Nuclear Energy and Safety Research Division

The Paul Scherrer Institute has a long tradition in energy research. With respect to nuclear energy, PSI has a unique position in Switzerland. This is due to its heavy infrastructure, namely the Hot Laboratory with so-called hot cells, well equipped and shielded zones for work and research on radioactive material. In addition, the nuclear energy division takes advantage of PSI's large facilities like the Swiss Light Source (SLS) and the Swiss Spallation Neutron Source (SINQ).

Based on this infrastructure and the know-how of its collaborators the Division is involved in three main topics of research: Safety of currently operating light-water reactors, safety characteristics of future reactor concepts and related fuel cycles, and long-term safety of deep geological repositories for nuclear wastes of all kind.

The work is being done on behalf of the Federal Government and in close cooperation with the Swiss nuclear utilities, the national waste management organization, Nagra, and the national regulatory authority, ENSI. It also includes scientific services for the nuclear power plants. Most of the research is connected with international projects on a multi- or bi-national cooperation basis.

Upcoming NES events


Current News from NES

9 February 2017

teaser picture

How Switzerland could supply its electric power in 2050

Environment Energy and Environment Renewable Energies ESI Platform

The Laboratory for Energy Systems Analysis at the Paul Scherrer Institute PSI is investigating how Switzerland’s electricity supply might look, up to the year 2050, under a variety of boundary conditions. On the basis of their calculations, the lab’s researchers are able to generate insights on possible future developments of the energy sector, for example, determine how an ambitious reduction in CO2 emissions could be achieved at the lowest possible cost.

20 December 2016

teaser image.png

The Dynamics of Nuclear Reactors

Nuclear reactor dynamics deals with the transient behaviour of nuclear reactors which mostly refers to time changes of the imbalance between heat production and removal. Since the prediction of the dynamic behaviour is crucial for the safety of a reactor, computational models and methodologies have been developed in the framework of the STARS project, at the Laboratory for Reactor Physics and Systems Behaviour (LRS), with the main goal to simulate the complex behaviours of reactors under various conditions with a high level of fidelity.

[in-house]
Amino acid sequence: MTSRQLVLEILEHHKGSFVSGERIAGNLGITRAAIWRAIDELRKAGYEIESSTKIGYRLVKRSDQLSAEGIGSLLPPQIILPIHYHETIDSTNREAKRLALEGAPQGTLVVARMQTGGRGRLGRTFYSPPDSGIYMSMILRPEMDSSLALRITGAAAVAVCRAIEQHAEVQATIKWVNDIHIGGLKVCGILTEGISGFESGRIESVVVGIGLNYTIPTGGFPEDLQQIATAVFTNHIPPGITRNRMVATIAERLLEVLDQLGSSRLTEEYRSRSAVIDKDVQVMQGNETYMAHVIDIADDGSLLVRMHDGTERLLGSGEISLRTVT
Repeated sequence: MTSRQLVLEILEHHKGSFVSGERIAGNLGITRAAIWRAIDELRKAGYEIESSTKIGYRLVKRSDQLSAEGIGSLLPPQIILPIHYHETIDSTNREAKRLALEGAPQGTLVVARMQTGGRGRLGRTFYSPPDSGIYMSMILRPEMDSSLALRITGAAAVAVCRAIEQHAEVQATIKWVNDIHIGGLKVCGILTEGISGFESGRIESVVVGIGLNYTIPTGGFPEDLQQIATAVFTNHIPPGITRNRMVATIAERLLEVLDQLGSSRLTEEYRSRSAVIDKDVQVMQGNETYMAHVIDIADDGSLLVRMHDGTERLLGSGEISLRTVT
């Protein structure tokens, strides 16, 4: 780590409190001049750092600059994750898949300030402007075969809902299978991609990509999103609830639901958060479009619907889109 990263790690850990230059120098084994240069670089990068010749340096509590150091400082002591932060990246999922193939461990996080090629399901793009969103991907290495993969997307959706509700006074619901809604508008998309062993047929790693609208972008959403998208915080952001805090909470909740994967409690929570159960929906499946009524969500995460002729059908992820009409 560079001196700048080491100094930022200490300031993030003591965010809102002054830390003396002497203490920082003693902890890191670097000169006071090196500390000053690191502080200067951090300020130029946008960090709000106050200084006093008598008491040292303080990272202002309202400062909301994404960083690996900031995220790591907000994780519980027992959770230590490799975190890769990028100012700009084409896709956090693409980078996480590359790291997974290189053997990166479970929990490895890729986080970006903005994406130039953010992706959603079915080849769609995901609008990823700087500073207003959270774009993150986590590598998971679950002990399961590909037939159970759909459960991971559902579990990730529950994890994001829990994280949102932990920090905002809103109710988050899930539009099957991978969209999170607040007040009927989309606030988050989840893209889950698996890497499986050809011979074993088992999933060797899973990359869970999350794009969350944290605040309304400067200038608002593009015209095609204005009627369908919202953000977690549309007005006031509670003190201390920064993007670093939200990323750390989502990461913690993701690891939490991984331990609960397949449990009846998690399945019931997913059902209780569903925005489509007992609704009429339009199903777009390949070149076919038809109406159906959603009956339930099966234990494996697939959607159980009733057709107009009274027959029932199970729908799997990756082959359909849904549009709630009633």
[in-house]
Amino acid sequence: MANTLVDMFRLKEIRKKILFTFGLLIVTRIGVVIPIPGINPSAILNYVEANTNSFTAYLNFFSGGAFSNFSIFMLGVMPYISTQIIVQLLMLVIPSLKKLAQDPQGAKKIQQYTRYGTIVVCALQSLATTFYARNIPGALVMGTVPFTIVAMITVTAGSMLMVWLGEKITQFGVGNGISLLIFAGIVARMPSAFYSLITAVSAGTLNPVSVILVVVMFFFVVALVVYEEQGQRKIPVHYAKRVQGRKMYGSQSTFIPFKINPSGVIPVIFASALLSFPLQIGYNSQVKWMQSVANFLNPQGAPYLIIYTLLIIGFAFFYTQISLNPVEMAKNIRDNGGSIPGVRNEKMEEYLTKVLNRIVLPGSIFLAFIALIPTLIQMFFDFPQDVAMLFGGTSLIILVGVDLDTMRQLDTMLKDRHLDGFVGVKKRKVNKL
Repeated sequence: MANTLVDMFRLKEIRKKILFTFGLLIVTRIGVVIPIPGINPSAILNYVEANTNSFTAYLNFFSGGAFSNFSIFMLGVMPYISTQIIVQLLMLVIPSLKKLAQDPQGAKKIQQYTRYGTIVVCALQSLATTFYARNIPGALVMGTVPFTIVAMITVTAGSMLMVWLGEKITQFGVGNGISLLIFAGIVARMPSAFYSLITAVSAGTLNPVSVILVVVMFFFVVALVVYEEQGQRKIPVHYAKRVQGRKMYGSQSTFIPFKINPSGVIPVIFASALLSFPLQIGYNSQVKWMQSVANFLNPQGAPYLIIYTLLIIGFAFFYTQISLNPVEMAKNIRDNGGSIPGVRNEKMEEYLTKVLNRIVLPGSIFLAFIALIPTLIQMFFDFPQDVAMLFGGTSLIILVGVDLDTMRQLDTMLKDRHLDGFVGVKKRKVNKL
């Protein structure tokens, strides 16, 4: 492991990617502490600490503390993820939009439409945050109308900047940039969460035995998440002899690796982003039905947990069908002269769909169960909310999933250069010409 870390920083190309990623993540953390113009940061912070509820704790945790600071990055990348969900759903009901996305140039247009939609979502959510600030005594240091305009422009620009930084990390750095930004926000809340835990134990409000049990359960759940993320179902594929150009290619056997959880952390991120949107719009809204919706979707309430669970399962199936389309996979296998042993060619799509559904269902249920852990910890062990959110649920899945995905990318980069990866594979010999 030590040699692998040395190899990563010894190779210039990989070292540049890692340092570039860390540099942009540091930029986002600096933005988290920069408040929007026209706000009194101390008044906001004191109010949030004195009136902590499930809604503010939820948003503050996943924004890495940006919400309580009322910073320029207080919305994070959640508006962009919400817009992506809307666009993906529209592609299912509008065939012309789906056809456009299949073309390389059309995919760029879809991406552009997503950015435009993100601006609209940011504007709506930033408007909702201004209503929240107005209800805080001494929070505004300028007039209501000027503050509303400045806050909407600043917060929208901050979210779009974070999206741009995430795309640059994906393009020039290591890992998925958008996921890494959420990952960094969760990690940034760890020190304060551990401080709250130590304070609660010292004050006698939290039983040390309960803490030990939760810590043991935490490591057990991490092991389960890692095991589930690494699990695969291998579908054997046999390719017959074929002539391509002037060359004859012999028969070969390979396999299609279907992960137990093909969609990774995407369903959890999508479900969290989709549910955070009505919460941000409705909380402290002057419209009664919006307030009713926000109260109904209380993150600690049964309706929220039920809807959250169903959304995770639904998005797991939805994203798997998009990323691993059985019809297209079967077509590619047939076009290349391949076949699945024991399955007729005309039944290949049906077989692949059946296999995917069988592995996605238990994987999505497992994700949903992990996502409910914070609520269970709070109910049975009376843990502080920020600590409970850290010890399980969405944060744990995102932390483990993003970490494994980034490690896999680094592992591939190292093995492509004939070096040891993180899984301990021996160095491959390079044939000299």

29 November 2016

teaser picture

Simulations for More Efficient Power Stations

Energy and Environment Nuclear Power Plant Safety

In most cases, electricity is generated when water is heated and transformed into vapour. Vapour bubbles in the water play a decisive role in this process. Using computer simulation, researchers at the Paul Scherrer Institute have succeeded in representing the behaviour of vapour bubbles – and in making their performance more calculable.

19 October 2016


Radioactive targets produced at PSI enable improving the Big Bang Theory

One of the long-lasting unsolved problems in Nuclear Astrophysics is the so-called "Cosmological Li Problem", i.e. the large discrepancy between the primordial 7Li abundance predicted by models of Big Bang Nucleosynthesis and the one inferred from astronomical observation. The study of the production/destruction rates of the radioactive precursor 7Be is one of the clues for solving this problem. Scientists from PSI were able to manufacture two highly radioactive 7Be-targets for the measurement of the 7Be(n,α) cross section at n_TOF CERN. The activity was extracted from the cooling water of the neutron spallation source SINQ. As a result of the experiment, the investigated reaction could be ruled out as responsible for the problem. The innovative work on isotope and target production as well as the new measurement techniques specifically developed for this kind of experiments make further investigations on this "hot topic" feasible. The work has been published in Physical Review Letters and has been selected for the Editor’s Suggestion of the corresponding issue.

10 October 2016

teaser picture

Molten salt reactors – exploring an alternative

Energy and Environment Nuclear Power Plant Safety

At the Paul Scherrer Institute PSI, a small group of scientists is using theoretical models to explore an alternative for future nuclear reactors: so-called molten salt reactors. This helps to secure Switzerland’s expertise regarding globally relevant questions in the area of nuclear energy and reactor safety, for today and tomorrow.

28 September 2016

teaser image.png

Infrared imaging sheds new light on the condensation/evaporation process